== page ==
The final of King’s College London’s 3 Minute Thesis competition was held on June 9. Heats had been held across the College during May and eight doctoral students were nominated to compete in the Grand Final. Following eight presentations of a very high standard, Lucy Blandford from Dental and Health Sciences Research in the Dental Institute was declared the winner by the panel of judges. Jane Chang from Psychological Medicine in the Institute of Psychiatry, Psychology & Neuroscience was runner-up.
The competition was developed by the University of Queensland, Australia and is now run by over 350 universities worldwide. The format is simple – PhD students had 3 minutes to talk about their research. One slide was allowed but, other than that, no props. It had to be spoken word with no songs, mimes, poems or raps and they were to aim their talk at an audience of ‘intelligent non-specialists’. The participants were judged on comprehension & content and engagement & communication.
Lucy will now represent King’s in the UK semi-finals and, if successful there, in the national final which will take place at the Vitae conference in Manchester, in September.
Vaughan Robinson, Director of the Graduate School, said “the ability of our research students to communicate their ideas in an engaging and accessible way continues to impress. We wish Lucy all the best in the national competition.”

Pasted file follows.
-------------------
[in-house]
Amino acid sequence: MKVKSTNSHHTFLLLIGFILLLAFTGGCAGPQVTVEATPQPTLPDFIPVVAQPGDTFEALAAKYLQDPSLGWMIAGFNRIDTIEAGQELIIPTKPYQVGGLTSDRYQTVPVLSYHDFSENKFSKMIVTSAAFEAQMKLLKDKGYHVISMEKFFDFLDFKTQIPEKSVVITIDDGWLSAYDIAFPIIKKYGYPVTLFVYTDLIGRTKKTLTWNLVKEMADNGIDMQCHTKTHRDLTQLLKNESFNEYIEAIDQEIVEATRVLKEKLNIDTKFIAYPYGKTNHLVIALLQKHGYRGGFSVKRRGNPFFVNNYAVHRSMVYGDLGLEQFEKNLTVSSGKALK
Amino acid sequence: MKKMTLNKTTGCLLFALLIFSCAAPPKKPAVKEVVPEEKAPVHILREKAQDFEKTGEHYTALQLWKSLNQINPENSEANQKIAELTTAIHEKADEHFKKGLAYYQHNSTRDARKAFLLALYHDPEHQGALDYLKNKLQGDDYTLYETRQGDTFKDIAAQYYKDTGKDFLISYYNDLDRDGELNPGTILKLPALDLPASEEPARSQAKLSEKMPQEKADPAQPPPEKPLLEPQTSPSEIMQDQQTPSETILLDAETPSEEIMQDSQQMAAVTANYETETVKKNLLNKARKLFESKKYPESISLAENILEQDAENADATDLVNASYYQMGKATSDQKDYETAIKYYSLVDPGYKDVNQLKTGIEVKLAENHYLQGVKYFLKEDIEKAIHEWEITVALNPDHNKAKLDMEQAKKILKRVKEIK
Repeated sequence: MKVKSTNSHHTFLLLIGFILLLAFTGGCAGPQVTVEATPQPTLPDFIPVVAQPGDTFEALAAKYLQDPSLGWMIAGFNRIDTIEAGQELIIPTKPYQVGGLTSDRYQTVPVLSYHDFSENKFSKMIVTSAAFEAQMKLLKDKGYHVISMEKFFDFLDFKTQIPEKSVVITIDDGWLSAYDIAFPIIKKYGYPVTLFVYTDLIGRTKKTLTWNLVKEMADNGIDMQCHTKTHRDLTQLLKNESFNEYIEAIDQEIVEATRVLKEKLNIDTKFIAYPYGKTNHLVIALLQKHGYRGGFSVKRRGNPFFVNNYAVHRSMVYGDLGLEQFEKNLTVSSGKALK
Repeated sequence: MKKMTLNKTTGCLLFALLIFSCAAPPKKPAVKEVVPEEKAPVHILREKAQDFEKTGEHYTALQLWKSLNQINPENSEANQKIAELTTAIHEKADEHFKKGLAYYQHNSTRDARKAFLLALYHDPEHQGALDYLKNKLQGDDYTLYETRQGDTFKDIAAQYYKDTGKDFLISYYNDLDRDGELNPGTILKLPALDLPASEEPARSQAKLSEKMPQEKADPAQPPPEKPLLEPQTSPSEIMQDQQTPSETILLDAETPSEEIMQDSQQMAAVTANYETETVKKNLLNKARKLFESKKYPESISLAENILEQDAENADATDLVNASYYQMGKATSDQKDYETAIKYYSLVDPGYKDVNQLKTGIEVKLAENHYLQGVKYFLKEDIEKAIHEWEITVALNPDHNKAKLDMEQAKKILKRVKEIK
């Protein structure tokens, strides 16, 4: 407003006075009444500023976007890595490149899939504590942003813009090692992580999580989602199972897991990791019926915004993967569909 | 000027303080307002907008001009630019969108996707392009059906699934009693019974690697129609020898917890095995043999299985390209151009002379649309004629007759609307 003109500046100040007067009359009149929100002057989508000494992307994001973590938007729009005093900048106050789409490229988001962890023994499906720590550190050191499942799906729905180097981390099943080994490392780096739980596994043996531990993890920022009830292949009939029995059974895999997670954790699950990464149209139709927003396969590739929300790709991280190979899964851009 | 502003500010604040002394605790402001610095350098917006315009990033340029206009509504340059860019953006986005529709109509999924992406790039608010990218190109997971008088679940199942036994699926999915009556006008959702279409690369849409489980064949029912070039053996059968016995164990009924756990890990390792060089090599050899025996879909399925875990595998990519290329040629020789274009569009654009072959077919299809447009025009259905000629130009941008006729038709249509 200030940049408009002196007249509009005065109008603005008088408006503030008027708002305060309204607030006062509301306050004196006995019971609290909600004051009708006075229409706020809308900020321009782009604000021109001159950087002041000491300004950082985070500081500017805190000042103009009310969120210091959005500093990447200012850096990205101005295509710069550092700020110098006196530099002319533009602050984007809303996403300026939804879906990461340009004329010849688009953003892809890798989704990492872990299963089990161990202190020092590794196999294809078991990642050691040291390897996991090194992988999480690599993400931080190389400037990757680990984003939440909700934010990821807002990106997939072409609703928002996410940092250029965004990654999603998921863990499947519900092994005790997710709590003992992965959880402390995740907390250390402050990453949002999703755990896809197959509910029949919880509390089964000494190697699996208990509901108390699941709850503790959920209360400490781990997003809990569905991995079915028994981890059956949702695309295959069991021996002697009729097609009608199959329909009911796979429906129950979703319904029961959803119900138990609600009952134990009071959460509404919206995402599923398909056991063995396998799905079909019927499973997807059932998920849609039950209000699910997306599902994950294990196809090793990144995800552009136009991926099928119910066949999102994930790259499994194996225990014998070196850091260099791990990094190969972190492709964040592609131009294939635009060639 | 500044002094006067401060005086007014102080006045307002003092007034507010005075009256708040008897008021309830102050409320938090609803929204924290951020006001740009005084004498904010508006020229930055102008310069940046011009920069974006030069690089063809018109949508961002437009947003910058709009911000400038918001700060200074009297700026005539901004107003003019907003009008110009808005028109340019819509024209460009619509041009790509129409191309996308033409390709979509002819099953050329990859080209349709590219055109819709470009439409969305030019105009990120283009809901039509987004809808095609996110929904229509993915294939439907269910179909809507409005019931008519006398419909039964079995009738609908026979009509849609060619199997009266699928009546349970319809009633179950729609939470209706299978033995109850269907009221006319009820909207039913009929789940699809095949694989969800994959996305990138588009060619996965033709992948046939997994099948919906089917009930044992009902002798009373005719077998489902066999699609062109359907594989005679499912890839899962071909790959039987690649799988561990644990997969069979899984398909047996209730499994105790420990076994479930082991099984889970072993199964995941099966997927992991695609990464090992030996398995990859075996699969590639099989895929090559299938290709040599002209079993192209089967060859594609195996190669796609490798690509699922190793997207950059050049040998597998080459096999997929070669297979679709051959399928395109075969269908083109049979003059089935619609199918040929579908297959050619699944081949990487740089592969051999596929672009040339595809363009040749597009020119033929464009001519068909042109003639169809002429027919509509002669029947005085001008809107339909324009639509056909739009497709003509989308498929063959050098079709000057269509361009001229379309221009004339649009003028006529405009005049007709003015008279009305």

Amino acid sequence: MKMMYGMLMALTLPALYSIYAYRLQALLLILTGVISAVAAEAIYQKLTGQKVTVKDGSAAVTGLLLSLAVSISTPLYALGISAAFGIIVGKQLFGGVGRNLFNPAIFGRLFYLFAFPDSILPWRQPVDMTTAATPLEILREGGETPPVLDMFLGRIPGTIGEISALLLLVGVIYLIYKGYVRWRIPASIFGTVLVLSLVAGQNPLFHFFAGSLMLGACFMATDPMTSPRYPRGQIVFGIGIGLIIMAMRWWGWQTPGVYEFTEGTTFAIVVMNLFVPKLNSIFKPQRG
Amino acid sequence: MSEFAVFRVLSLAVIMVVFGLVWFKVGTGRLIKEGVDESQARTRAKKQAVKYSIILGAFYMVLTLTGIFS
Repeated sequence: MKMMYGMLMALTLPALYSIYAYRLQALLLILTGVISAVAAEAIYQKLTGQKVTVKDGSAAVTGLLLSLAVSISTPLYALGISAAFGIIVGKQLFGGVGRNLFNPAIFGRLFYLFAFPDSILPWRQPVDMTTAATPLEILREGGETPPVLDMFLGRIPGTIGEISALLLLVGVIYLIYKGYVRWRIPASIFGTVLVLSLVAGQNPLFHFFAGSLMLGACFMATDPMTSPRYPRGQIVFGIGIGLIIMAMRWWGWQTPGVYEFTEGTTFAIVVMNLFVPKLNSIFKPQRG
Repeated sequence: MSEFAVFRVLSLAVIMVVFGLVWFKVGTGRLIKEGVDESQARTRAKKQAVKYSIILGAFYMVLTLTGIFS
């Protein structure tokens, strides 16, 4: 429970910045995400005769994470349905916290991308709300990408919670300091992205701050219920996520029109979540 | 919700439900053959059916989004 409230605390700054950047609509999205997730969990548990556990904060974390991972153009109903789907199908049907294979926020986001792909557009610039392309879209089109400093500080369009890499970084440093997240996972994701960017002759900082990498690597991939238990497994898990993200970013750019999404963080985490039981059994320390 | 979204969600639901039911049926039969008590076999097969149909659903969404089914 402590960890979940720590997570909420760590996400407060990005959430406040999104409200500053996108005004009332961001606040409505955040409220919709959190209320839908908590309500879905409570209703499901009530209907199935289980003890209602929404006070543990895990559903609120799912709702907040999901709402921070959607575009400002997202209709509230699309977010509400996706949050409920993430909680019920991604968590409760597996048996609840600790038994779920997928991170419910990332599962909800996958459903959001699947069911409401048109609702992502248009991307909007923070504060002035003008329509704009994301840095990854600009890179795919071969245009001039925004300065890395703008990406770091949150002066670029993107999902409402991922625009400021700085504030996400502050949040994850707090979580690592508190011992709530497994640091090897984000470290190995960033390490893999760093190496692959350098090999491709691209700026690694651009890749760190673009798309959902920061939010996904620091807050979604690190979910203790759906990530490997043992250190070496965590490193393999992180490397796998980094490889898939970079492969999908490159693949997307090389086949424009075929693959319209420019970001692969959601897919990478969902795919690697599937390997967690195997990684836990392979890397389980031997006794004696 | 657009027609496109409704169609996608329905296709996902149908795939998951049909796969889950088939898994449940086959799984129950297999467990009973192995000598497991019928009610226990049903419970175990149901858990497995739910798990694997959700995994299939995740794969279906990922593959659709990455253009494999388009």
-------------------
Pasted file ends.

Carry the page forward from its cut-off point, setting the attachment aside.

3 Minute Thesis will run again at King’s in 2017.
Could you explain your thesis in three minutes?
King’s College London 3 Minute Thesis is a competition open to any King’s student currently studying for a PhD or other doctorate (including pre-upgrade).
The rules are simple: explain your research (or an aspect of it) to a non-specialist audience in three minutes. No props, sound or moving images allowed; no poems, raps, songs or mimes. Only a single static PowerPoint slide is permissible. The winners will be decided by a panel of judges.
A series of heats will be held during May with two winning contestants from each heat going forwards to the King’s College London 3 Minute Thesis Grand Final. The winner of the Grand Final will be invited to represent the College at the 2016 UK 3 Minute Thesis National Semi-Finals.
You can book your place on one of the heats via Skills Forge. The course code is PGR600 “3 Minute Thesis Heats”. Places will be strictly limited to 20 for each heat.
The dates of each heat are:
(All 2-4pm unless stated)
- Tuesday 3 May, Lecture Theatre 2, New Hunts House, Guy’s Campus
- Thursday 5 May, S.-2.08, Strand Campus
- Tuesday 10 May, Lecture Theatre 2, New Hunts House, Guy’s Campus
- Tuesday 17 May, Wolfson Lecture Theatre, Weston Education Centre, Denmark Hill Campus
- Grand Final: Thursday 9 June 3-5pm Edmund J Safra Lecture Theatre, King’s Building, Strand Campus.
For more background to the competition visit the link here.
Any questions? Email: firstname.lastname@example.org.
The Graduate School is proud to announce the winners of this year’s Supervisory Excellence Awards (SEA) 2015/16: